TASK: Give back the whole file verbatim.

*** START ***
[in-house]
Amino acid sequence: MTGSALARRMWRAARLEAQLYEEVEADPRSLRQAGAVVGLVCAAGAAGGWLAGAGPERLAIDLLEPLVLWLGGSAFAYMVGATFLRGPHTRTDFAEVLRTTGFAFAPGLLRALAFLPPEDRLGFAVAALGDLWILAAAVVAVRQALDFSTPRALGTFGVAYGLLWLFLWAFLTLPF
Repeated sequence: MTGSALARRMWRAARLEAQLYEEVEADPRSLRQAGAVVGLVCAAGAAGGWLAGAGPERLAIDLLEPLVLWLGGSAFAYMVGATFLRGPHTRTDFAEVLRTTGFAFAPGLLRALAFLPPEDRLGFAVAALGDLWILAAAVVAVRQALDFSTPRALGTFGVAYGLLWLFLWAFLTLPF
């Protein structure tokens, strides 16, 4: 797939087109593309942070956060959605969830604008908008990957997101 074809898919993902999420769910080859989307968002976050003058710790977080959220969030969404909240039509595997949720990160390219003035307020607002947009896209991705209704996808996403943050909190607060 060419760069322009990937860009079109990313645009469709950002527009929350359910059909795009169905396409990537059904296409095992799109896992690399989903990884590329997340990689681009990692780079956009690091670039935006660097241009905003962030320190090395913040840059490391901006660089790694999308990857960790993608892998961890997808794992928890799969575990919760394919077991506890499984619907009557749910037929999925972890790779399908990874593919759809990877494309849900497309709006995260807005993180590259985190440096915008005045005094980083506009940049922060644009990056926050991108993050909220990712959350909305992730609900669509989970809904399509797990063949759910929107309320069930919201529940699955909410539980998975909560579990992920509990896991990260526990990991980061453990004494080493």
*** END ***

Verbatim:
[in-house]
Amino acid sequence: MTGSALARRMWRAARLEAQLYEEVEADPRSLRQAGAVVGLVCAAGAAGGWLAGAGPERLAIDLLEPLVLWLGGSAFAYMVGATFLRGPHTRTDFAEVLRTTGFAFAPGLLRALAFLPPEDRLGFAVAALGDLWILAAAVVAVRQALDFSTPRALGTFGVAYGLLWLFLWAFLTLPF
Repeated sequence: MTGSALARRMWRAARLEAQLYEEVEADPRSLRQAGAVVGLVCAAGAAGGWLAGAGPERLAIDLLEPLVLWLGGSAFAYMVGATFLRGPHTRTDFAEVLRTTGFAFAPGLLRALAFLPPEDRLGFAVAALGDLWILAAAVVAVRQALDFSTPRALGTFGVAYGLLWLFLWAFLTLPF
């Protein structure tokens, strides 16, 4: 797939087109593309942070956060959605969830604008908008990957997101 074809898919993902999420769910080859989307968002976050003058710790977080959220969030969404909240039509595997949720990160390219003035307020607002947009896209991705209704996808996403943050909190607060 060419760069322009990937860009079109990313645009469709950002527009929350359910059909795009169905396409990537059904296409095992799109896992690399989903990884590329997340990689681009990692780079956009690091670039935006660097241009905003962030320190090395913040840059490391901006660089790694999308990857960790993608892998961890997808794992928890799969575990919760394919077991506890499984619907009557749910037929999925972890790779399908990874593919759809990877494309849900497309709006995260807005993180590259985190440096915008005045005094980083506009940049922060644009990056926050991108993050909220990712959350909305992730609900669509989970809904399509797990063949759910929107309320069930919201529940699955909410539980998975909560579990992920509990896991990260526990990991980061453990004494080493």